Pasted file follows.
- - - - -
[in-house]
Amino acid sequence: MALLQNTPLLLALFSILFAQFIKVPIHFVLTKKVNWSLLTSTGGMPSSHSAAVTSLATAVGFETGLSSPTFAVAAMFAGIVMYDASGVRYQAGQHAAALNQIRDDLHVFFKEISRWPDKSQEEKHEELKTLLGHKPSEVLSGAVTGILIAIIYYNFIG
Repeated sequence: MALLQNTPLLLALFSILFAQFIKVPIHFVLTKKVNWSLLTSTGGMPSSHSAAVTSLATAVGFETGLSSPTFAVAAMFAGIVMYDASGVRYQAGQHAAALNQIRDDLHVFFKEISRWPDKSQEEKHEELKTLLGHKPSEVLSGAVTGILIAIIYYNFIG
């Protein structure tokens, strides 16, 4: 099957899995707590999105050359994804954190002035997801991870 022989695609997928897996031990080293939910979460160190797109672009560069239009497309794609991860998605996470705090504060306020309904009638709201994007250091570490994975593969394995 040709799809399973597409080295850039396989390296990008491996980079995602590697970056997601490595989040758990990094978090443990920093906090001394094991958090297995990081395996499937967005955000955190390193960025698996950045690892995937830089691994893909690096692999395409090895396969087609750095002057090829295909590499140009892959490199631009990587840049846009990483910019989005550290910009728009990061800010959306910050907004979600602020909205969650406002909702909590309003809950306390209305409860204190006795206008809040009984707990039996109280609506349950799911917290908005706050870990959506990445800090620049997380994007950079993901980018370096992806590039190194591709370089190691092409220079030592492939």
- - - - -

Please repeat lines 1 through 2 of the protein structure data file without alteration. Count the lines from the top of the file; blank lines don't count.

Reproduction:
[in-house]
Amino acid sequence: MALLQNTPLLLALFSILFAQFIKVPIHFVLTKKVNWSLLTSTGGMPSSHSAAVTSLATAVGFETGLSSPTFAVAAMFAGIVMYDASGVRYQAGQHAAALNQIRDDLHVFFKEISRWPDKSQEEKHEELKTLLGHKPSEVLSGAVTGILIAIIYYNFIG